Internothing

Why the NFC can easily win Superbowls

NFL NFC football eagles team cheering

The AFC in a decline?

Since the 2000 season, the American Football Conference (AFC) has won over the National Football Conference (NFC) 7-4. But most recently the NFC has won the Superbowl over the AFC in the past 5 years; 3-2. And even more recent, a NFC team has been Superbowl champion in the last two seasons. Is this a turning tide for the NFC to dominate over the AFC? Possibly, but not for the right reasons.

The NFC Curse

Since 2001, of the ten NFC champions (New York Giants, Saint Louis Rams, Tampa Bay Buccaneers, Carolina Panthers, Philadelphia Eagles, Seattle Seahawks, Chicago Bears, Arizona Cardinals, New Orleans Saints, and Green Bay Packers) only the Buccaneers, Giants, Saints, and Packers  have won the Superbowl. Much like the Madden Cover curse, NFC teams that won the Superbowl fall off the NFC playoff picture the following seasons. The Buccaneers won the Superbowl in 2003 but up until recently have disappeared from competition. The next NFC Superbowl champion, the Giants in 2008, lost in their first game in the playoffs the following season and missed the playoffs the next 3 seasons. The Saints won the Superbowl in 2010 but the following season exited in their first game against the 7-9 Seattle Seahawks in the playoffs.

The AFC Gauntlet

Comparatively, the 5 AFC Champions since 2001 (Baltimore Ravens, Oakland Raiders, New England Patriots, Pittsburgh Steelers, and Indianapolis Colts) have won the Superbowl at least once; excluding the Raiders, of course. And even when these AFC champions lost in the Superbowl these teams retained a winning regular season record and remained in the playoff picture the following seasons. Again, not counting the Raiders.

What in effect has occurred is that the AFC playoffs has become a competition amongst previous Superbowl champions. Any upcoming team must defeat at least one previous Superbowl Champion to advance to the next stage. The New York Jets can attest to the difficulty of facing such a gauntlet this past season. The Jets had to face three Superbowl Champions in their quest to the Big Game. They managed to defeat the Colts and Patriots but did not have enough to defeat a third Superbowl winner: the Steelers. By continually having Superbowl Champions in the the playoff mix, the AFC filters the Superbowl representative so that only the truly best represent the AFC at the end. No sporadic AFC team goes to the Superbowl without having to proven themselves over a few seasons.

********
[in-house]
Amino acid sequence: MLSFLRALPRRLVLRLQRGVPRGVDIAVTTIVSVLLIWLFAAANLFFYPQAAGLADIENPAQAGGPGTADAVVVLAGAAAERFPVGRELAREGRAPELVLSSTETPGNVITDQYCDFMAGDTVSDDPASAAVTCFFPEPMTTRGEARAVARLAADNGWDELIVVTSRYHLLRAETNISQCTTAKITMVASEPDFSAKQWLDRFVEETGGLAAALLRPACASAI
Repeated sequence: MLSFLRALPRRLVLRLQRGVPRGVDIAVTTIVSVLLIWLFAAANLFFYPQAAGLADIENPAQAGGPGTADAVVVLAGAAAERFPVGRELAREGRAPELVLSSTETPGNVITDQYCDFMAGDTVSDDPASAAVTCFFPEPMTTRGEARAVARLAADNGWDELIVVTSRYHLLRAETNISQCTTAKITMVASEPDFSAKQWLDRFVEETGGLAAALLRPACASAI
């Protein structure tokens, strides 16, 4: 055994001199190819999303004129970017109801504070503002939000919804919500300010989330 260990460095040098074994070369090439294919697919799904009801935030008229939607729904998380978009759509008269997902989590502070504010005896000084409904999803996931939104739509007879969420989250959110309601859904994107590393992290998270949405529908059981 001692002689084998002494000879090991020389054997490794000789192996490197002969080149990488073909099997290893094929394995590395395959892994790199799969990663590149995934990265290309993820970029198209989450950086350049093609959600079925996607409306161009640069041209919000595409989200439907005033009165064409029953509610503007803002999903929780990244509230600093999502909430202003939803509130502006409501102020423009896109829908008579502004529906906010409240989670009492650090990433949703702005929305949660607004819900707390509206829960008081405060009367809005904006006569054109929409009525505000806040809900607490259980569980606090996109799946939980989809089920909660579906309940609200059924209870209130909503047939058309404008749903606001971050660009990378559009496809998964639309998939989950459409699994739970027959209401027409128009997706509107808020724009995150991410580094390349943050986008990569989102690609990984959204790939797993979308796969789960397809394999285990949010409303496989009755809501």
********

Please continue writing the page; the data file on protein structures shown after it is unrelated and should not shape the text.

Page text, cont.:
The NFC has no such filter. It then becomes hard to gauge how good a NFC champion is at any given season if they are not defeating previous Superbowl champions. In this sense, AFC teams in the Superbowl face a harder playoff schedule than the NFC teams. Is it too much to say then that maybe the NFC has an advantage come the final game, whereby whichever AFC team that survives the gauntlet will be more run down?  I think so, and it may be a reason why NFC teams may win the Superbowl over the AFC in the coming seasons. Let’s first see if the Packers can be a defending champion in the NFC and be a filter.

Photo credits: AP Photo/Eagles official site

I don't know. Sometimes it feels like my writing & thoughts are way off. Who knows if it'll help anyone or if it means anything.

Written by Nassau Jones

Silence means 100% agreement